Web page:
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A Very Unhealthy Health Bill

Diana Furchtgott-Roth
Real Clear Markets
July 16, 2009

The same week as the federal budget deficit exceeded $1 trillion for the first time, three committees of the House of Representatives are considering a health-care reform bill that would add another $1 trillion to the deficit.

Meanwhile, two Senate committees are working on their own $1 trillion bills. Eventually, the House and Senate will pass their respective bills and then in the autumn or winter struggle to meld them into one.

The House draft, ironically entitled America's Affordable Health Choices Act of 2009, has so much wrong with it that it is difficult to know where to start-or stop.

The House drafters include a new public health insurance plan, an 8% tax on employers who do not offer health insurance to employees, a mandate for everyone to have insurance, and requirements on whom insurers must cover, what benefits must be provided, and how much profit is permitted-with excess profits returned to enrollees. This would solidify government domination of all health care in America.

The stage for this Herculean effort, one Democrats regard as historic, was set by President Obama and by the Democrats' solid majorities in both chambers. "We have no choice but to change the health care system, because, right now, it's broken for too many Americans," the president declared on July 14.

The cost of the House bill has not been fully calculated. The Congressional Budget Office took the unusual step of doing a back-of-the envelope estimate without having seen the final 1,018-page bill. This gives new meaning to pulling numbers out of thin air. Even so, CBO assumes the bill would add over $1 trillion to the budget deficit over 10 years.

Texas Republican Joe Barton, ranking Republican on the House Energy and Commerce Committee, will offer an amendment on July 20 to assist people with "pre-existing conditions" and special health care needs to get affordable health insurance on the private market.

Rather than regulating the entire health care system, Mr. Barton would give money to states to set up high-risk pools that would write the insurance or reinsure companies that cover higher-risk beneficiaries. The cost would be $16 billion over ten years.

Even with vast expenditure and new regulatory oversight, the House bill would not cure one of the major problems of American health insurance: the large number of uninsured.

CBO estimates that without any changes in our health care system, the number of uninsured Americans will rise from 47 million now to 54 million in 2019. Even with a mandate for insurance, CBO reckons that the number of uninsured would fall to 17 million by 2019. That would still be a significant number, and suggests that for all the additional spending, the House bill is importantly flawed.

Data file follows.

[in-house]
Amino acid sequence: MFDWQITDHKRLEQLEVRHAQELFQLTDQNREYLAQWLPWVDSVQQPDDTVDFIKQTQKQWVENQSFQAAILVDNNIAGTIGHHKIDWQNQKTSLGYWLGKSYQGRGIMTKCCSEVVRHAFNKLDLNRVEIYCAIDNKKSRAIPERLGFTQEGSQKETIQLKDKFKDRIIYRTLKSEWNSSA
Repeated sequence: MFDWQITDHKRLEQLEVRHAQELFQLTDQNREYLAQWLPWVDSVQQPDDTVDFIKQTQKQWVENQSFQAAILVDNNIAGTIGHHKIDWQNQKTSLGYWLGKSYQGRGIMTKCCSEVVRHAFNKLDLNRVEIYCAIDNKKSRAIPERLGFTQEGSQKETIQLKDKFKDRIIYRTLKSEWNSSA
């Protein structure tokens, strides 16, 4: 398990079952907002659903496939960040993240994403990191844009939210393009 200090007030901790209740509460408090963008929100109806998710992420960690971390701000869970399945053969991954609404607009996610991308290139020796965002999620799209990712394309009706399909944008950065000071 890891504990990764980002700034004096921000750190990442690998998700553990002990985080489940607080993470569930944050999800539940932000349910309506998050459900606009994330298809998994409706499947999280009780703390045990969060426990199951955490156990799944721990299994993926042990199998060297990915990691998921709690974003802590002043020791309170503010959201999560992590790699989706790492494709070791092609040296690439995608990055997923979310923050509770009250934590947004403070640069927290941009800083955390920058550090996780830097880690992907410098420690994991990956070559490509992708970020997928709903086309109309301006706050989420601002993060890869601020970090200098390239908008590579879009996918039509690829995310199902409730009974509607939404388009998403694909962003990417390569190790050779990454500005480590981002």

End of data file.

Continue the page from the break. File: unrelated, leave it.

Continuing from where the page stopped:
The House would penalize individuals who do not buy insurance by charging them 2.5% of their modified adjusted gross income. For many low-income uninsured, the penalty will be less than the cost of insurance and may prove to be no incentive at all.

In any case, the Democrats' premise may be flawed. It seems to assume that people without health insurance don't get adequate health care-and cannot afford insurance.

However, a new study by economics professors June and Dave O'Neill of Baruch College shows many people have jobs and income and simply elect not to buy insurance. In effect, they are self-insured.

Through government data on income and spending, the O'Neills find that 43% of those without insurance are uninsured by choice. They observe that most households with income of over $55,000 (more than twice the poverty level) do buy insurance. They conclude that others in that income level can also afford to buy insurance, yet choose not to.

While it is open to argument that $55,000 is the right threshold, surely some households with much more income appear to be opting out of insurance.

The remaining 57%- about 28 million people-are uninsured because they cannot afford premiums. These involuntarily uninsured generally have lower earnings and less education. Substantial proportions are young, foreign-born, and unmarried. About 33% have no high school diploma and 40% have no job.

Nevertheless, many of the uninsured do receive medical care through Medicaid, public and private charities, and free care provided by hospitals and physicians.

Interestingly, many of the uninsured receive care comparable to that delivered by the Canadian single-payer system. For instance, 65% of uninsured American women age 40 to 69 had mammograms within the past five years, the same percentage as Canadian women. Thirty-one percent of uninsured American men ages 40 to 64 were screened for prostate cancer, compared with 16 percent of Canadians.

The House bill would drive more people towards the new public health-care plan championed by Mr. Obama, or to Medicaid, the federal-state plan for low-income people. It would motivate some or many employers, especially those with low-wage workers in the retail, leisure, and hospitality sectors to drop insurance and instead pay penalties of 8% of payroll, effectively steering employees to the new public plan.

The misnamed America's Affordable Health Choices Act of 2009 is unaffordable, adding at least $1 trillion to the federal budget deficit. It will restrict choices, forcing private insurance companies out of business. Many less-expensive ideas, such as Mr. Barton's amendment, are worth considering before giving near-total control of the health care sector to Uncle Sam.

Diana Furchtgott-Roth is a contributing editor of RealClearMarkets and an adjunct fellow at the Manhattan Institute.

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